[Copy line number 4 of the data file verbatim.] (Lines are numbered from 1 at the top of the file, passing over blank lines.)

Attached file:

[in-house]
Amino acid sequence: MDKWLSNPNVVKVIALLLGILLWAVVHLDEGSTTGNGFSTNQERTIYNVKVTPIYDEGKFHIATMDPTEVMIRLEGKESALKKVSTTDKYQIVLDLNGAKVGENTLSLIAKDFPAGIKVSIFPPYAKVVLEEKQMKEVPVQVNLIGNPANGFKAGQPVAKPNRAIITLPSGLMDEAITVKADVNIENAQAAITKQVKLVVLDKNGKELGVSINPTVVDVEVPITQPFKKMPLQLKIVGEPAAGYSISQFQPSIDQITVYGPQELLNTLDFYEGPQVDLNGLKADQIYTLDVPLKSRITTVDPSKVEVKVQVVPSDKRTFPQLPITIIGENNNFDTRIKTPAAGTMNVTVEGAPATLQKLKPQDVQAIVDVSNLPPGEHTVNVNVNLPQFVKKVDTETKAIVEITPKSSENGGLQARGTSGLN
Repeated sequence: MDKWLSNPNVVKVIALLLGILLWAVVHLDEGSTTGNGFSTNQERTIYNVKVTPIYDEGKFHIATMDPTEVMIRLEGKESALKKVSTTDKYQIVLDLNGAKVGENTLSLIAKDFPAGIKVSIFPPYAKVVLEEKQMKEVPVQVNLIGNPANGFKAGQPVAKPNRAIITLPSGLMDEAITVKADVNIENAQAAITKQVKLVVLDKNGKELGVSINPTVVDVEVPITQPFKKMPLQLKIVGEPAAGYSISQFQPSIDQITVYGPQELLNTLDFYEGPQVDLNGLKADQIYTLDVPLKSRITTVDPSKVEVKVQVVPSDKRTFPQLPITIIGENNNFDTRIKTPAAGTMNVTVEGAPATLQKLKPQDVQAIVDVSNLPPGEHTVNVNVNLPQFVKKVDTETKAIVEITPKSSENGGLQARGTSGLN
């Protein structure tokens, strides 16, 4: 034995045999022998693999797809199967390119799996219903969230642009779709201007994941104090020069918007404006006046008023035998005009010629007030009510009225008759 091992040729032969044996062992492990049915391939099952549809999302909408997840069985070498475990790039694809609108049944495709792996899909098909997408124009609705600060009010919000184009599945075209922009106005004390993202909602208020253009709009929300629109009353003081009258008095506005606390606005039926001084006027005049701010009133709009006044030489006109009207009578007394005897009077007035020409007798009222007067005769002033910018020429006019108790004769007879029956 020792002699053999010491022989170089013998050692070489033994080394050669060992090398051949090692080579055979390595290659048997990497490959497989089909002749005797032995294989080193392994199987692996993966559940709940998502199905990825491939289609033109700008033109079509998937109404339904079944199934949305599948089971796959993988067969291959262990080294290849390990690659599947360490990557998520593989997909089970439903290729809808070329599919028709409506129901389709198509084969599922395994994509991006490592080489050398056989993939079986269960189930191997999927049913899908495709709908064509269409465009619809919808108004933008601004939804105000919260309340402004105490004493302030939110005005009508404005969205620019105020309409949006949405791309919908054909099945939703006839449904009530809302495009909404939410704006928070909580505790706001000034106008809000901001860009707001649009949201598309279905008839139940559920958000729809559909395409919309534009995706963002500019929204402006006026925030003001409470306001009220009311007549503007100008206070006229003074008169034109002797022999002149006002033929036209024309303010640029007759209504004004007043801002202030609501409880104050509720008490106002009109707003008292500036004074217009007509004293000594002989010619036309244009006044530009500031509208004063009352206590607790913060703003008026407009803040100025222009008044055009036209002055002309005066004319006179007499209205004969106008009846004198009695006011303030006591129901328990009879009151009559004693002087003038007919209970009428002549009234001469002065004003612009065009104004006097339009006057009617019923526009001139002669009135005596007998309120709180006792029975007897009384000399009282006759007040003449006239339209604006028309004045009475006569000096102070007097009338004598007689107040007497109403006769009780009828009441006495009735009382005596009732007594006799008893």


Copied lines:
């Protein structure tokens, strides 16, 4: 034995045999022998693999797809199967390119799996219903969230642009779709201007994941104090020069918007404006006046008023035998005009010629007030009510009225008759 091992040729032969044996062992492990049915391939099952549809999302909408997840069985070498475990790039694809609108049944495709792996899909098909997408124009609705600060009010919000184009599945075209922009106005004390993202909602208020253009709009929300629109009353003081009258008095506005606390606005039926001084006027005049701010009133709009006044030489006109009207009578007394005897009077007035020409007798009222007067005769002033910018020429006019108790004769007879029956 020792002699053999010491022989170089013998050692070489033994080394050669060992090398051949090692080579055979390595290659048997990497490959497989089909002749005797032995294989080193392994199987692996993966559940709940998502199905990825491939289609033109700008033109079509998937109404339904079944199934949305599948089971796959993988067969291959262990080294290849390990690659599947360490990557998520593989997909089970439903290729809808070329599919028709409506129901389709198509084969599922395994994509991006490592080489050398056989993939079986269960189930191997999927049913899908495709709908064509269409465009619809919808108004933008601004939804105000919260309340402004105490004493302030939110005005009508404005969205620019105020309409949006949405791309919908054909099945939703006839449904009530809302495009909404939410704006928070909580505790706001000034106008809000901001860009707001649009949201598309279905008839139940559920958000729809559909395409919309534009995706963002500019929204402006006026925030003001409470306001009220009311007549503007100008206070006229003074008169034109002797022999002149006002033929036209024309303010640029007759209504004004007043801002202030609501409880104050509720008490106002009109707003008292500036004074217009007509004293000594002989010619036309244009006044530009500031509208004063009352206590607790913060703003008026407009803040100025222009008044055009036209002055002309005066004319006179007499209205004969106008009846004198009695006011303030006591129901328990009879009151009559004693002087003038007919209970009428002549009234001469002065004003612009065009104004006097339009006057009617019923526009001139002669009135005596007998309120709180006792029975007897009384000399009282006759007040003449006239339209604006028309004045009475006569000096102070007097009338004598007689107040007497109403006769009780009828009441006495009735009382005596009732007594006799008893």